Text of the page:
You could order the bromide salt from some other country. Of course you will need a larger batch, but if you are going to perform multiple experiments with halogenation, then you will need the bromide a lot.
You can use a regular ice for keeping hte EtCl liquid, but this way ethyl chloride would be quickly evaporating because of its high vapor pressure.
You gonna need to neutralize the HCl, because the alkylation can proceed only in non-acidic conditions. You should read the http://chemistry.mdma.ch/hiveboard/chemistrydiscourse/000330... if you haven't done this yet:
7EtNH2 + 5EtBr = 2Et3N + 4EtNH2.HBr + Et2NH.HBr
I think the best way to perform the reaction would be to add the ethyl chloride slowly together with an appropriate portion of alkali hydroxide. Acid neutralization is exothermic, so your EtCl might boil because of this if not enough cooled, leading to diminishing yields.
One very important reason why the last setup you described will not work: ethyl chloride is not soluble in water, thus it will just pass to the exit almost without reaction.
Methylamine is more volatile than triethylamine, so if you try to distill it, you will get a methylamine on exit. In case if you haven't lost your ammonia earlier.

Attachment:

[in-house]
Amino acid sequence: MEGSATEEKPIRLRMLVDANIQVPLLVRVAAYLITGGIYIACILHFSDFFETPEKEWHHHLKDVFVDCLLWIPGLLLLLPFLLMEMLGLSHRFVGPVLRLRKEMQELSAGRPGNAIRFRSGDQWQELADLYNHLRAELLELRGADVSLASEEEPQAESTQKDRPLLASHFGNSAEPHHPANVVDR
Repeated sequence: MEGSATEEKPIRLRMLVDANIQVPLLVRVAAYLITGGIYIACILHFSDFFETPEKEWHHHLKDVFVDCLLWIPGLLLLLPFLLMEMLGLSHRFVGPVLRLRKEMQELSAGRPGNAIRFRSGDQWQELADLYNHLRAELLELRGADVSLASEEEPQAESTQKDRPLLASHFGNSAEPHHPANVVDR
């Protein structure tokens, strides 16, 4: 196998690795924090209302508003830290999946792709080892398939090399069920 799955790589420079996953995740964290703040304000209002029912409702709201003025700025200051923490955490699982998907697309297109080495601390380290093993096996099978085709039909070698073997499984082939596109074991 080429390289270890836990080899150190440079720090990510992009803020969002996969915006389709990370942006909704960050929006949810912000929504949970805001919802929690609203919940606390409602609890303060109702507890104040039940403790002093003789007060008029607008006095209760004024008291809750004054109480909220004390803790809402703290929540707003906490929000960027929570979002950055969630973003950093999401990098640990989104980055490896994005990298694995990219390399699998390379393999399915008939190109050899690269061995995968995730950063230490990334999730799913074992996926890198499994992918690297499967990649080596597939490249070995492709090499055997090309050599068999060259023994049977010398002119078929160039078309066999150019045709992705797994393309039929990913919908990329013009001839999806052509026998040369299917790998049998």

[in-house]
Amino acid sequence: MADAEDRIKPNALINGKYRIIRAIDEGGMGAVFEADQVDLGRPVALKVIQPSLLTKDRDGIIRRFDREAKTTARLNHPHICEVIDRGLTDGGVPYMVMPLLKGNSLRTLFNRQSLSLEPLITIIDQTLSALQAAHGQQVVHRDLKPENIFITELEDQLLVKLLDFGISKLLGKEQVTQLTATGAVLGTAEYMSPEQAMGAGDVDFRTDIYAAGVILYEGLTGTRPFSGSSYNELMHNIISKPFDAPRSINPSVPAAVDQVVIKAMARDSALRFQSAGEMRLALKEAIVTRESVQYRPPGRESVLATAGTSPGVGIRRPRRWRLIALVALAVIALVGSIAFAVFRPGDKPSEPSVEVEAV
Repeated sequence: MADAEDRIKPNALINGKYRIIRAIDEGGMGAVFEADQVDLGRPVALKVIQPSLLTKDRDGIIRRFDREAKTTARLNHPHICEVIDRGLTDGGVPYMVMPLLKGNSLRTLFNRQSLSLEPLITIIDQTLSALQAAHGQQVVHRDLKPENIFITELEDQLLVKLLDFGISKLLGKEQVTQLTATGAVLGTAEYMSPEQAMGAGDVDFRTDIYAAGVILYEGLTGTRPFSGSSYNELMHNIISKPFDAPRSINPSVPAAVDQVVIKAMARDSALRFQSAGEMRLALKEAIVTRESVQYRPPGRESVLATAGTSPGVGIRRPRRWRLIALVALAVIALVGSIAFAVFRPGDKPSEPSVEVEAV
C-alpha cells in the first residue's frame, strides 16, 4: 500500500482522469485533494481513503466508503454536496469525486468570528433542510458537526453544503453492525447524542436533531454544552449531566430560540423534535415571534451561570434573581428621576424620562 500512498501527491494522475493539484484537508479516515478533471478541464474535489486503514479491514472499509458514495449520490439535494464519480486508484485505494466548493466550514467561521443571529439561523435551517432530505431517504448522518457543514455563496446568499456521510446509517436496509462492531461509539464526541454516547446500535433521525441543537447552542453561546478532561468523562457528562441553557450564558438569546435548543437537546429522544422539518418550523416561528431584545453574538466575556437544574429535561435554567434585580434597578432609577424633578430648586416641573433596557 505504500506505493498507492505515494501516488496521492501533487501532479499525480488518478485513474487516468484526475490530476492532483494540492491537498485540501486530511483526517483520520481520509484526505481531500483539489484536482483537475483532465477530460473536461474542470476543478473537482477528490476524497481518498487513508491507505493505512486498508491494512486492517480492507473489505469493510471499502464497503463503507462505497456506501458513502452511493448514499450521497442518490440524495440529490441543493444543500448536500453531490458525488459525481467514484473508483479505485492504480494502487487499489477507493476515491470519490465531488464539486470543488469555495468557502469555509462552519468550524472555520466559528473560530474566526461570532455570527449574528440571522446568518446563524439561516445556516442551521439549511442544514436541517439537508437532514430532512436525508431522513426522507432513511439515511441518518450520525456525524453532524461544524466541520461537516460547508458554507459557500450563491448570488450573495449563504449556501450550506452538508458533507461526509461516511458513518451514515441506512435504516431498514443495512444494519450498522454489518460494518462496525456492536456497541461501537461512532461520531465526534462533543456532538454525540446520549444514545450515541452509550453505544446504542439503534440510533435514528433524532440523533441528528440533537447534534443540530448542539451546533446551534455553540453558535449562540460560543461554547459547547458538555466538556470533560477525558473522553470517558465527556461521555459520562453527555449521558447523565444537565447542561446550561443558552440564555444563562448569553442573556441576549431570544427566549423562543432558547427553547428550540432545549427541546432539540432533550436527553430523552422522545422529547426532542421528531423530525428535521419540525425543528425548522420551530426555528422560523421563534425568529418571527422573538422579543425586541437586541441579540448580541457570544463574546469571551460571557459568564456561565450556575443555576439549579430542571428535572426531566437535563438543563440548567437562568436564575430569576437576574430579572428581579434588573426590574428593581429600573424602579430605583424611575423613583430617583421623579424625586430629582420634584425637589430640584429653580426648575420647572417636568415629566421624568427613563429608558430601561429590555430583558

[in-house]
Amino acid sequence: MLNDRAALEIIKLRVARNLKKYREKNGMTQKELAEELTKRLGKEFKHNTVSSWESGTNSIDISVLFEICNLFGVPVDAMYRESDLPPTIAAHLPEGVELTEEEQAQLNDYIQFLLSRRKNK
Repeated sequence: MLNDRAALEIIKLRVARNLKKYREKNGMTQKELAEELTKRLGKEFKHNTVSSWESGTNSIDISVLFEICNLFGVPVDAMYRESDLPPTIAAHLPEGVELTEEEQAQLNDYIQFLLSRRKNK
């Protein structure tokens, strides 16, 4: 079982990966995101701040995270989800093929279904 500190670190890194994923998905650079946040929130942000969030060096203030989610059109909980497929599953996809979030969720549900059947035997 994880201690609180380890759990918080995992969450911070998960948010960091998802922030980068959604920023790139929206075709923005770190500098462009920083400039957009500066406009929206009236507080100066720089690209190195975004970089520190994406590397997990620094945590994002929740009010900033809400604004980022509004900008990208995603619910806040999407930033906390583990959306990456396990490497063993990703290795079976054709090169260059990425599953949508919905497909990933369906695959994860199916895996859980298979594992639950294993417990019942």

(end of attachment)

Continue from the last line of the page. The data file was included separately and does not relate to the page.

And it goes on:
DMSO as a solvent might work well, it is easily alkylated by methyl halides, but ethyl halides can barely react with DMSO, although if you give them a lot of time, like few weeks, then they will alkylate it. http://pubs.acs.org/doi/pdf/10.1021/jo01104a611
And you can't use acetonitrile as a solvent, because it catalyzes production of quaternary ammonium salt (overalkylation). Although, some quaternary ammonium salt could catalyze the reaction even with water as solvent, but the salt has to be prepared first.
As you might understand, the temperature of the reaction will be close to 0°C, and I'm not sure whether it will proceed in any decent rate at these conditions.
You should try to find a well developed procedure for the synthesis, because you are not capable of designing one yet.

Ramium - 6-6-2015 at 17:11

Interesting. Thanks I hadn't read that hiveboard synth.

So if I understand correctly, the precursor ethylamine can be made in this way

ETHYLAMINE HYDROCHLORIDE

75ml of ethyl bromide plus 50ml of conc ammonia are put in a 750ml glass flask. Anhydrous ethanol is added. The flask is then immediately closed with a rubber cork. Next the flask is put into an oven for 3 hours then allowed to cool .
The ethanol is then distilled off. The residue is next dissolved in a minimum amount of water and distilled with an excess of NaOH solution. The distillate is collected in a flask containing dilute hydrochloric acid. The HCl distillate mixture is then evaporated until it no lounger smells of HCl. The mixture is left to cool and after a few minutes it should solidify into a crystalline mass. This crystalline mass contains ethylamine hydrochloride and ammonium chloride.